About 25 people staged a drum-banging, sign-waving protest outside the Bensalem Township Council meeting on Monday night, demanding that the town abandon plans to have police help enforce federal immigration laws.
Scores more opponents went straight inside, creating a crowd that filled the council chambers and overflowed to take up much of the outer lobby
Demonstrators said a proposed alliance between local police and federal Immigrations and Customs Enforcement agents would lead to racial profiling, and divide officers and the community.
“It affects the way the police look at us,” said Alejandra Santamaria, 18.
Opposition that has been brewing for weeks burst into the open Monday. When council members and the audience recited the Pledge of Allegiance at the start of the meeting, one person in the lobby shouted out the last words — “for all!”
In Bensalem, a Bucks County community of 60,354 that borders Northeast Philadelphia, township leaders say they are moving toward an agreement to make people safer. They say officers will be able to identify and arrest dangerous criminals without infringing on individual rights or bothering law-abiding undocumented immigrants.
Many people disagreed on Monday.
“What happened to love thy neighbor?” said Mikhel Harrison, 23, of Philadelphia. “When they come for our neighbors, we’re going to stand up and fight back.”
Bensalem leaders say the partnership would come into play only in cases for which an officer would normally make an arrest, not for minor infractions.
It’s unclear how quickly the township and federal government could reach an accord, formalized through a signed memorandum of agreement. If approved, Bensalem would be the first Pennsylvania police agency to partner with ICE under a program known by its legislative clause — 287(g). And it would bring an often-controversial initiative to a diverse township
Bensalem is about 75 percent white, 11 percent Asian, 8 percent Latino, and 7 percent black, census figures show. One out of every five residents is foreign-born. The township is home to a Buddhist temple and a gambling casino, to the Neshaminy Mall and the Nicholas Biddle estate, Andalusia.
Mayor Joe DiGirolamo and township public safety director Fred Harran say officers would not barge into local businesses or restaurants to check workers’ statuses, which is what ICE agents did this month when they raided almost 100 7-Eleven stores across the country, including four elsewhere in Pennsylvania.
On Monday night, Harran told the crowd that he had heard people were worried that Bensalem police could take action that could break up their families.
“That’s not the case,” he said.
The measure is merely a tool, he said, to keep people from becoming victims of crime.
He shared stories of two “sanctuary cities” — “one next to us and one an hour and 15 minutes away” — which he said had released two drug dealers back into the community. They were arrested for dealing heroin in Bensalem, sent to prison, and will be deported when their sentence is complete. That means two fewer criminals dealing drugs in the township, he said.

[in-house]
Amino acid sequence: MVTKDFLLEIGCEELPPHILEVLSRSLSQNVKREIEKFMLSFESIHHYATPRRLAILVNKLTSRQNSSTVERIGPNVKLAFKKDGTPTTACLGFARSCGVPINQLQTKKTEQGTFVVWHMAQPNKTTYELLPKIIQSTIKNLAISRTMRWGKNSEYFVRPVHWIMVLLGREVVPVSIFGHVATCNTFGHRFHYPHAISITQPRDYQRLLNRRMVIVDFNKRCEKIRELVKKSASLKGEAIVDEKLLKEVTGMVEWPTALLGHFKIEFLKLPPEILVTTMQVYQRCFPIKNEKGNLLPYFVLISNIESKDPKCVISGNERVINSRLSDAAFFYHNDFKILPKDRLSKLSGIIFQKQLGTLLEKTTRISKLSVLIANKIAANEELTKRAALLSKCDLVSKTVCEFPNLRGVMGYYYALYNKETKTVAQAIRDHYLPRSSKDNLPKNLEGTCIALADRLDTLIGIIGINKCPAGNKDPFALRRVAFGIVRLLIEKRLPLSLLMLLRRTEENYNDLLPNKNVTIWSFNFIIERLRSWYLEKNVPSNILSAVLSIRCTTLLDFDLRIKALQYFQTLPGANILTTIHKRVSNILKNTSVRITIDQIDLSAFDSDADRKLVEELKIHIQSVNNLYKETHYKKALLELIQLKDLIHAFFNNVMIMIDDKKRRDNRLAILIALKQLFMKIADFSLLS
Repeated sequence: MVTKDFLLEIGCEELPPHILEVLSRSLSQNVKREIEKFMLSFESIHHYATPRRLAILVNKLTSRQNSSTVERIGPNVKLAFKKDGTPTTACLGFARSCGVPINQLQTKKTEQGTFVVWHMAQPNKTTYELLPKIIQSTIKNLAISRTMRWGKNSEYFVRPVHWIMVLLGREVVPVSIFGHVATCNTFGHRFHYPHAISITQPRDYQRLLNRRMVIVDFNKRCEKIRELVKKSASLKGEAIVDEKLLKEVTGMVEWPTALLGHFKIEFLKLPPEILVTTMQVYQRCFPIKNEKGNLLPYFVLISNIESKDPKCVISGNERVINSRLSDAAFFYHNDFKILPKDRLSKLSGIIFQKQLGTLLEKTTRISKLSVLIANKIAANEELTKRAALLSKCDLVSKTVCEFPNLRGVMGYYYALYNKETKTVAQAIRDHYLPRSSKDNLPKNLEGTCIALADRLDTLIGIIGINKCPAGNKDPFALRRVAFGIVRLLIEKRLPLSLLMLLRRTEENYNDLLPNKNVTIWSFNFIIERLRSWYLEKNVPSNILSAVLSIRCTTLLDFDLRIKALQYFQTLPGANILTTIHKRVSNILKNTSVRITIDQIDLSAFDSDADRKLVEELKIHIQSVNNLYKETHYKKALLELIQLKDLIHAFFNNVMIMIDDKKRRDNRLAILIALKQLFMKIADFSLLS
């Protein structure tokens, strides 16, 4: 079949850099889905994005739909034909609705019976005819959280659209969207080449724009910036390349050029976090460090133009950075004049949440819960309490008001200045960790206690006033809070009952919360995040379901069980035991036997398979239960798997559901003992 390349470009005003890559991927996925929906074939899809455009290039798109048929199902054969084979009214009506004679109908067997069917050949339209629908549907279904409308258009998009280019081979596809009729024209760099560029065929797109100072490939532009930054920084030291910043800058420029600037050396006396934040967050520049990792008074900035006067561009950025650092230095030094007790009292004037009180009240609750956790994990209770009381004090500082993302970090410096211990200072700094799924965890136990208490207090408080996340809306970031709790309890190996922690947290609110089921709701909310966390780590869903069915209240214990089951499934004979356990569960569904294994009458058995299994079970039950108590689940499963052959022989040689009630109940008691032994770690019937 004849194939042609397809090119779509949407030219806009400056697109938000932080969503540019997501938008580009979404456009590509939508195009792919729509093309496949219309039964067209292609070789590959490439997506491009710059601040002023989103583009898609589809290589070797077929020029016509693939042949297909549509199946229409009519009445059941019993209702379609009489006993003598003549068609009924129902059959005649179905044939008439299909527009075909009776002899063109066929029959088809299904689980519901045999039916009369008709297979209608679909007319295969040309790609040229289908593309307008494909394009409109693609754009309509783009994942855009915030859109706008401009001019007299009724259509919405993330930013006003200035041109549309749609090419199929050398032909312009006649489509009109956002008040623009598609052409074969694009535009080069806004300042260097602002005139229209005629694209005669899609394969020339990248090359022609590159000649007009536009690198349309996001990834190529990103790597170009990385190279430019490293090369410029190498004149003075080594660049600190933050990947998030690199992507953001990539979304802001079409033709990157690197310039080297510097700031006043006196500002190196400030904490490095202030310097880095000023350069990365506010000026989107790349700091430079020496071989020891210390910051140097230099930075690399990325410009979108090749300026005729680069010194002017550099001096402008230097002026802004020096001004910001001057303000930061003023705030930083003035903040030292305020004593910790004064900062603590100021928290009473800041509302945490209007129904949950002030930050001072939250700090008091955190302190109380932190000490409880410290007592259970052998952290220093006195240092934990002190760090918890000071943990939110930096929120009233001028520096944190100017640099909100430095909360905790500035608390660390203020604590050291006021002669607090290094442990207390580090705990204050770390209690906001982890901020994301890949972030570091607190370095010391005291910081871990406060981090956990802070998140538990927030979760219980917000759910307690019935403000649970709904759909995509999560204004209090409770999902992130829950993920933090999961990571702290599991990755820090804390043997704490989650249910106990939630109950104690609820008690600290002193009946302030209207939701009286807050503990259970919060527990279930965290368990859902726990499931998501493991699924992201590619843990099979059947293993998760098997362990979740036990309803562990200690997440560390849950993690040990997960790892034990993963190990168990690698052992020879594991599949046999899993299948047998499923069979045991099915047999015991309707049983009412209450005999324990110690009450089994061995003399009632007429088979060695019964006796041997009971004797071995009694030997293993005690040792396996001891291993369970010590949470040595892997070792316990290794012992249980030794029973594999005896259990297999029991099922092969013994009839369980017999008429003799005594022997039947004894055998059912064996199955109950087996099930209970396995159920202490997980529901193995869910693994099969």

He pledged that “we are going to work harder than we’ve ever worked before” to ensure solid community-police relations.
“I don’t like what’s going on,” said Theresa Conejo, a leader in the Bensalem protest.
Many jurisdictions want no part of such agreements, including the sanctuary city next door. In November, Philadelphia officials won a preliminary court injunction to block the Trump administration’s effort to withhold grant money from sanctuary cities. The administration has said it intends to appeal.
Mistakes have cost taxpayers money. In 2014, Salt Lake County, Utah, paid $75,000 to settle a lawsuit brought by a college student who was kept in jail by an ICE detainer for 46 days after he posted bail. An Oregon woman won $30,100 in a similar case in 2015. Allentown and Lehigh County authorities were among those paying a $145,000 settlement to Ernesto Galarza after a 2008 incident in which the U.S. citizen was held behind bars for three days while ICE investigated his immigration status.
ICE officials say alliances with state and local police strengthen public safety and make immigration enforcement more consistent.
More local police agencies have signed on with ICE during the last year, as what was a dormant program has been revived by President Trump, amid his administration’s tougher stance toward immigration and immigrants. ICE now has agreements in 18 states with 60 law-enforcement agencies including sheriffs’ offices, corrections departments and detention centers, and has trained and certified more than 1,822 officers.